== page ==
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Insect Biochem Mol Biol. 2008 Mar;38(3):346-53. doi: 10.1016/j.ibmb.2007.12.001. Epub 2007 Dec 7.

Overexpression of Methoprene-tolerant, a Drosophila melanogaster gene that is critical for juvenile hormone action and insecticide resistance.

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Department of Entomology, 400 Aronoff Laboratory, Ohio State University, Columbus, OH 43210, USA.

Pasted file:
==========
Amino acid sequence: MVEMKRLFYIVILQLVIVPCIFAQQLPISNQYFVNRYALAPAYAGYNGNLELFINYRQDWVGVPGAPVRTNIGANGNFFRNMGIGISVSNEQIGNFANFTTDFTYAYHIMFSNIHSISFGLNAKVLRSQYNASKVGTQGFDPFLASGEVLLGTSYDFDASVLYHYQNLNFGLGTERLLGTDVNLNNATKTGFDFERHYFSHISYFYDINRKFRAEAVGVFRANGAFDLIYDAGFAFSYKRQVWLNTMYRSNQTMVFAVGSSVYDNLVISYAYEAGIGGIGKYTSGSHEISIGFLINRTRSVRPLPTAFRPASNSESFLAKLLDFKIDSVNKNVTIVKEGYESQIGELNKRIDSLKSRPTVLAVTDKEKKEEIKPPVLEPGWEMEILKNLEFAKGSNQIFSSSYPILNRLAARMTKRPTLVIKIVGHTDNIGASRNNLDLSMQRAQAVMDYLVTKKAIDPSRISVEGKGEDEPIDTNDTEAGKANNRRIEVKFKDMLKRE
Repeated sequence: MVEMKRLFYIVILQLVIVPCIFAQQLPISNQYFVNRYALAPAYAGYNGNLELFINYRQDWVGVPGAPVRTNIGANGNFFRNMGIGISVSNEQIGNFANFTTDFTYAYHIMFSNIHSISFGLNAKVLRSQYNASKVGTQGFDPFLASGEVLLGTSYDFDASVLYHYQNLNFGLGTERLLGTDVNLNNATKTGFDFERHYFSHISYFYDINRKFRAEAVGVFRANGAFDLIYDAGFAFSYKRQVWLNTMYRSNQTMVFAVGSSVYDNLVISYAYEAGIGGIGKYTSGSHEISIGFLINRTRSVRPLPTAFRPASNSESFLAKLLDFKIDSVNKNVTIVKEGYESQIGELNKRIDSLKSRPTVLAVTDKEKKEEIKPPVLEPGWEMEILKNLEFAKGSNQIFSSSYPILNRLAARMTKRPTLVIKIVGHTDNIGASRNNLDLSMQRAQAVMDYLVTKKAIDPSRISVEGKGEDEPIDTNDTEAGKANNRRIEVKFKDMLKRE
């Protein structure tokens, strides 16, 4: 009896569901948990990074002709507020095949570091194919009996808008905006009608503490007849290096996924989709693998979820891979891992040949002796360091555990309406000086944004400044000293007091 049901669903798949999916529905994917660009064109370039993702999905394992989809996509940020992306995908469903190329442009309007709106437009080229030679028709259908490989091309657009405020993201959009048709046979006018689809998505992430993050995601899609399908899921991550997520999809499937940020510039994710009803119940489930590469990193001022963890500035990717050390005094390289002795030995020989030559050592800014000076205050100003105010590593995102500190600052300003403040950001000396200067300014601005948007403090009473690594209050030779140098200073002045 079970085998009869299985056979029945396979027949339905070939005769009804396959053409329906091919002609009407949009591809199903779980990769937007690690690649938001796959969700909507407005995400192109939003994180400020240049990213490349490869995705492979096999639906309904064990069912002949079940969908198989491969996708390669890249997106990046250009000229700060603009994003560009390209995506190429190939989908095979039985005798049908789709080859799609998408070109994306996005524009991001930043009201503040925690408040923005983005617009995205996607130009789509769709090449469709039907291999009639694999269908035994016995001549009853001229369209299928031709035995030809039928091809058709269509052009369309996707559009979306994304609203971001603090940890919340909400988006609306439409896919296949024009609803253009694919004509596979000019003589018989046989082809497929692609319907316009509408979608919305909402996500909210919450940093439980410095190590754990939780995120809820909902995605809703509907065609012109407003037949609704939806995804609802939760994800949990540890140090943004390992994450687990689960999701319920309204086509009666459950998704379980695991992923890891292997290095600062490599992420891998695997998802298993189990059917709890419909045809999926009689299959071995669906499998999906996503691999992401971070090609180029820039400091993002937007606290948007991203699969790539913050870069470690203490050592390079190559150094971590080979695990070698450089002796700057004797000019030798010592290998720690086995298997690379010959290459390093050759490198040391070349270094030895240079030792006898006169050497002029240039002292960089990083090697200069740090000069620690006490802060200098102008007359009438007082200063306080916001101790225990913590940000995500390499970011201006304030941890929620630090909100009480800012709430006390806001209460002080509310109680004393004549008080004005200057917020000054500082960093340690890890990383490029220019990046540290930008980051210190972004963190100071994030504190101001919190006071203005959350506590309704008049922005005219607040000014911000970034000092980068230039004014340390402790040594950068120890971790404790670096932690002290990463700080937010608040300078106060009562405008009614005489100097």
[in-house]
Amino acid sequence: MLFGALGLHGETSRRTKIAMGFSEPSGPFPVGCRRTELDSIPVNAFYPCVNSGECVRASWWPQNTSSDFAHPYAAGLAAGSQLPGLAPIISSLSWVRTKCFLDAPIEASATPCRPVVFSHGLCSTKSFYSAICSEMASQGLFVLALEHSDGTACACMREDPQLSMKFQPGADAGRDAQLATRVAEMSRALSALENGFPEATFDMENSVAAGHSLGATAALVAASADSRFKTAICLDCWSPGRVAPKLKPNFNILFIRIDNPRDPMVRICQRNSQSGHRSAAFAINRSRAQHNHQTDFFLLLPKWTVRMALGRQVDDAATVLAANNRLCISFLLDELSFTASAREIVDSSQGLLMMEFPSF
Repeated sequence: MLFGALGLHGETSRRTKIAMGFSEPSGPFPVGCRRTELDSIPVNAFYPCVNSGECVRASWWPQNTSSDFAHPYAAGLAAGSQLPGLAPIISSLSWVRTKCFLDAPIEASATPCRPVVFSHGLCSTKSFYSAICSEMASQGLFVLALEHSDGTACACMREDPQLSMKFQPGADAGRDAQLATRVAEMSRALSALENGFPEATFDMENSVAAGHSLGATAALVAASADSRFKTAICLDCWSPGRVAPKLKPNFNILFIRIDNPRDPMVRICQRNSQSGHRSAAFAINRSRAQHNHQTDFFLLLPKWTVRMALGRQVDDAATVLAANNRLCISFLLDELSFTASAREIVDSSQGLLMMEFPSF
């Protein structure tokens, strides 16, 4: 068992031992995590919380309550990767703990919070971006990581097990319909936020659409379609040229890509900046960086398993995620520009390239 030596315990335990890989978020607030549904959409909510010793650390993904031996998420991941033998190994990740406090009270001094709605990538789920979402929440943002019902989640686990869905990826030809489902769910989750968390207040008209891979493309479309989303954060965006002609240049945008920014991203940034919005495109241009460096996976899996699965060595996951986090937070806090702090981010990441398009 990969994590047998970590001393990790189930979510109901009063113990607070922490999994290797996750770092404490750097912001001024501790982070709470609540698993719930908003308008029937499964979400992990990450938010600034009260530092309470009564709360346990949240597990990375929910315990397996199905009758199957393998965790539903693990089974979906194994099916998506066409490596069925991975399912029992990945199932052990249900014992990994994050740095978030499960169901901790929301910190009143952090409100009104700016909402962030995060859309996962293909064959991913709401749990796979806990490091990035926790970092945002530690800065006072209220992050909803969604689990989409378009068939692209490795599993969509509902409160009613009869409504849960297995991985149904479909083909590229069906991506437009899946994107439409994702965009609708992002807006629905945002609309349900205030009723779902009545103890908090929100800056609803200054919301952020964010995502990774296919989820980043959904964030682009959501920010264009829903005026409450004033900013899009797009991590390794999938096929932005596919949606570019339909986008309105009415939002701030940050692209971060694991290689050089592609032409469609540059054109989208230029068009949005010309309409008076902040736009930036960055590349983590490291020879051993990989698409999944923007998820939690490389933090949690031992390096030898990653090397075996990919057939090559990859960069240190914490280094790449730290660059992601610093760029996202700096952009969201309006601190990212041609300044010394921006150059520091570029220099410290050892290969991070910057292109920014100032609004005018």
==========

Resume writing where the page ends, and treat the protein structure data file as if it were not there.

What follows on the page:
The Methoprene-tolerant (Met) gene of Drosophila melanogaster is involved in both juvenile hormone (JH) action and resistance to JH insecticides, such as methoprene. Although the consequences of Met mutations on development and methoprene resistance are known, no studies have examined Met+ overexpression. Met+ was overexpressed in transgenic lines with various promoters that drive overexpression to different levels. Flies expressing either genomic or cDNA Met+ transgenes showed higher susceptibility to both the morphogenetic and toxic effects of methoprene, consistent with the hormone-binding property of MET. Both the sensitive period and lethal period were the same as seen for non-overexpressing Met+ flies. However, continual exposure of high-overexpressing Met+ larvae to borderline-toxic or higher methoprene doses advanced the sensitive period from prepupae to first instar and the lethal period from pharate adults to larvae and early pupae. When expression of transgenic UAS-Met+ was driven to high levels by either an actin-GAL4 or tubulin-GAL4 promoter, larvae showed high mortality in the absence of methoprene, indicating that high MET titer is lethal, perhaps resulting from expression in an inappropriate tissue. Adults overexpressing Met+ did not show enhanced oogenesis, ruling out MET as a limiting factor for this hormone-driven physiology.

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